But presently, when they were about twenty furlongs[5] distant from Minturnae, an Italian city, they saw from afar a troop of horsemen riding towards them, and also, as it chanced, two merchant vessels sailing along. Accordingly, with all the speed and strength they had, they ran down to the sea, threw themselves into the water, and began to swim to the ships. Granius and his party reached one of the ships and crossed over to the opposite island, Aenaria by name Marius himself, who was heavy and unwieldy, two slaves with toil and difficulty held above water and put into the other ship, the horsemen being now at hand and calling out from the shore to the sailors either to bring the vessel to shore or to throw Marius overboard and sail where they pleased. But since Marius supplicated them with tears in his eyes, the masters of the vessel, after changing their minds often in a short time, nevertheless replied to the horsemen that they would not surrender Marius. The horsemen rode away in a rage, and the sailors, changing their plan again, put in towards the shore; and after casting anchor at the mouth of the Liris, where the river expands into a lake, they advised Marius to leave the vessel, take some food ashore with him, and recruit his strength after his hardships until a good wind for sailing should arise; this usually arose, they said, when the wind from the sea died away and a tolerably strong breeze blew from the marshes. Marius was persuaded to follow their advice; so the sailors carried him ashore, and he lay down in some grass, without the slightest thought of what was to come. Then the sailors at once boarded their vessel, hoisted anchor, and took to flight, feeling that it was neither honourable for them to surrender Marius nor safe to rescue him. Thus, forsaken of all men, he lay a long time speechless on the shore, but recovered himself at last and tried to walk along, the lack of any path making his progress laborious. He made his way through deep marshes and ditches full of mud and water, until he came to the hut of an old man who got his living from the water. At his feet Marius fell down and begged him to save and help a man who, in case he escaped his present perils, would recompense him beyond all his hopes. Then the man, who either knew Marius from of old or saw that in his face which won the regard due to superior rank, told him that if he merely wanted to rest, the cabin would suffice, but that if he wandering about trying to escape pursuers, he could be hidden in a place that was more quiet. Marius begged that this might be done, and the man took him to the marsh, bade him crouch down in a hollow place by the side of the river, and threw over him a mass of reeds and other material which was light enough to cover without injuring him.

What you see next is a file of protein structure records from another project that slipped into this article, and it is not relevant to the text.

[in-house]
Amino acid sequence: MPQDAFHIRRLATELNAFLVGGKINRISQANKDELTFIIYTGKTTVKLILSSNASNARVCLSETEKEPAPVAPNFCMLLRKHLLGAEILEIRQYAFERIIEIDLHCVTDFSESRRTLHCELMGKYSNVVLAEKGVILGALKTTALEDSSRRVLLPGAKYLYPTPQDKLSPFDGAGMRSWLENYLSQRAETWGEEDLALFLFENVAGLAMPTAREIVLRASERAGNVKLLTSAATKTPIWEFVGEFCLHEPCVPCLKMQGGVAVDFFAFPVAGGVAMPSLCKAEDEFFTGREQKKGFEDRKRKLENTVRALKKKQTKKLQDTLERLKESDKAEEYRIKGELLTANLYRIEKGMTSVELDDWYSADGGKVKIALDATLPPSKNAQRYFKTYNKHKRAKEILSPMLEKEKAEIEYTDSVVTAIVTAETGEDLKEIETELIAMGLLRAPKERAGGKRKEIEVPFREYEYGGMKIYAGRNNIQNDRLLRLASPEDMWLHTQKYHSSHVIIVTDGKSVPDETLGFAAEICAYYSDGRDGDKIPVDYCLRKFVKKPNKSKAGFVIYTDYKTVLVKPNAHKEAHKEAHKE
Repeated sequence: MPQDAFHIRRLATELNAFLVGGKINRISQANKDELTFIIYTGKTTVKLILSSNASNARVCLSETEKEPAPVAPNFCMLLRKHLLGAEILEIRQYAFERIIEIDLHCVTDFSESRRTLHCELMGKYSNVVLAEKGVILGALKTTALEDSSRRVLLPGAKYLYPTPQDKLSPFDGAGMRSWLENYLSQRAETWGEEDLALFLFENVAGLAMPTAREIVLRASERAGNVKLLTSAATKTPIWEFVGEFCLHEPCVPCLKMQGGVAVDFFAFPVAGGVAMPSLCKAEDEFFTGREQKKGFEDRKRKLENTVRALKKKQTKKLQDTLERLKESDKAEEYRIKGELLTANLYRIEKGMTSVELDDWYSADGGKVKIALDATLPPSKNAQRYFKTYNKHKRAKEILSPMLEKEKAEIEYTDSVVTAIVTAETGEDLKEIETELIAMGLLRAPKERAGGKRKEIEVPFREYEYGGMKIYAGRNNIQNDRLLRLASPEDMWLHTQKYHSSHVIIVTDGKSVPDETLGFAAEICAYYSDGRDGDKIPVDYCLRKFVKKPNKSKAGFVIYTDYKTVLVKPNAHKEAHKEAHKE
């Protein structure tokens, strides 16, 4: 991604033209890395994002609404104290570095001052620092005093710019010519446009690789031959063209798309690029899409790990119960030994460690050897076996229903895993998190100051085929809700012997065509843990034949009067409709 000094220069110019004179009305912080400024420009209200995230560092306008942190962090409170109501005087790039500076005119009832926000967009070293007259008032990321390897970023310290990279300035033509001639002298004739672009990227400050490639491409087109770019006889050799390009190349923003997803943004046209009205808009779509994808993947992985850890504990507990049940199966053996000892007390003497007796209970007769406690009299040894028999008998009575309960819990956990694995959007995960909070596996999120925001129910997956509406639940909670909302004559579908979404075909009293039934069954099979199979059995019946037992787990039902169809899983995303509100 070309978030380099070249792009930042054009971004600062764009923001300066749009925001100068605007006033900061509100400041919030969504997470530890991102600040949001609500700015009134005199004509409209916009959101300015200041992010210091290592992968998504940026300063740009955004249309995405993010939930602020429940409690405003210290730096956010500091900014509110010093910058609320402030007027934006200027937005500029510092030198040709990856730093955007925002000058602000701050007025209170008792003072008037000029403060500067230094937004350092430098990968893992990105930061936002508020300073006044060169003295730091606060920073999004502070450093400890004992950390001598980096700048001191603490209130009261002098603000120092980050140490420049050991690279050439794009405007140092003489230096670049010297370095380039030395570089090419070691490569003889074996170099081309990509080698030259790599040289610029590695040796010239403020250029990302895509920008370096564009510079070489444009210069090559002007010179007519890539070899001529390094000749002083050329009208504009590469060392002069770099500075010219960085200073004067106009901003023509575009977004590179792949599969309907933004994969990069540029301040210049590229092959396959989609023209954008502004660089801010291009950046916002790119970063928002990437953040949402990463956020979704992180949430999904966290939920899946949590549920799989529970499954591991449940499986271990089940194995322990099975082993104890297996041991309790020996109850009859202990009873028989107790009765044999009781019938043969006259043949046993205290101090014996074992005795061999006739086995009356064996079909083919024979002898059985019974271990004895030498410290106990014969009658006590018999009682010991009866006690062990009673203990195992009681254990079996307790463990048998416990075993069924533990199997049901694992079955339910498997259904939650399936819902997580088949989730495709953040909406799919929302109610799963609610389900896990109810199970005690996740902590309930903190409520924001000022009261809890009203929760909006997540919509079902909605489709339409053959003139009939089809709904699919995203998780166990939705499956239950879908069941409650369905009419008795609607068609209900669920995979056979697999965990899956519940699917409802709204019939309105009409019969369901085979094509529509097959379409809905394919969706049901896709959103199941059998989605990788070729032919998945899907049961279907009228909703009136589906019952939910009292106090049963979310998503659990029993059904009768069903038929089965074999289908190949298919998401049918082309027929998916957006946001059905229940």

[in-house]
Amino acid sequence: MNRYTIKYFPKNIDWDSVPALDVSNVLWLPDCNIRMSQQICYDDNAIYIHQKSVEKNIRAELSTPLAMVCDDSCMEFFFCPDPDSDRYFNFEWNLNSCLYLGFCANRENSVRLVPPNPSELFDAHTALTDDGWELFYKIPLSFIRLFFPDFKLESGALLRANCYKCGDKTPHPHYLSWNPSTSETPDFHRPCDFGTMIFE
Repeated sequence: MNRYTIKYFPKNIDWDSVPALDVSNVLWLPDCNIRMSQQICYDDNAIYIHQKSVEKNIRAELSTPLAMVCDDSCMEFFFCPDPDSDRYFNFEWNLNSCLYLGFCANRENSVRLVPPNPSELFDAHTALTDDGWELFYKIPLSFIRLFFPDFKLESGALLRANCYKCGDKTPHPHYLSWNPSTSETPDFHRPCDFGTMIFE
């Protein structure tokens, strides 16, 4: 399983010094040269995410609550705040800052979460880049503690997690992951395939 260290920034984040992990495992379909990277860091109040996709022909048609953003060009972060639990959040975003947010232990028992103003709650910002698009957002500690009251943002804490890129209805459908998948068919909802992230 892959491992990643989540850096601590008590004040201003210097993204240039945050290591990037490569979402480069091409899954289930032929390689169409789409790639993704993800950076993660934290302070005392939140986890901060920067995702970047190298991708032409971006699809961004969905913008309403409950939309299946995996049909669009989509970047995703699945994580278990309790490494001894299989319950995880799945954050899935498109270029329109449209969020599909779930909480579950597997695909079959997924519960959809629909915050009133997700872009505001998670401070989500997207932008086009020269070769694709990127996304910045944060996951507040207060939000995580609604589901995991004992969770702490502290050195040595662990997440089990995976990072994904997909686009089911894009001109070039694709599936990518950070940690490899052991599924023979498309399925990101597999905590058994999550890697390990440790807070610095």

Plutarch, The Life of Marius. 37.1-6


Cicero was exiled in 58 BCE for putting a Roman citizen Catiline to death without a trial — an action which was retroactively made unlawful by the Tribune of the Plebs Publius Clodius Pulcher (93-53 BCE). This was a political position which gave a person the power to write or veto laws against the interest of the general people in ancient Rome. This letter was written by Cicero to his first wife Terentia, daughter Tullia, and son Cicero the Younger; being exiled resulted in him having to leave the city of Rome without his family, who could not come with him because his Roman citizenship was revoked, therefore making him unable to be legally be married to a Roman woman such as Terentia. Ironically, though Cicero refers to his wife within this letter as having a “broken spirit,” Terentia proved more emotionally resilient than him in the face of this adversity.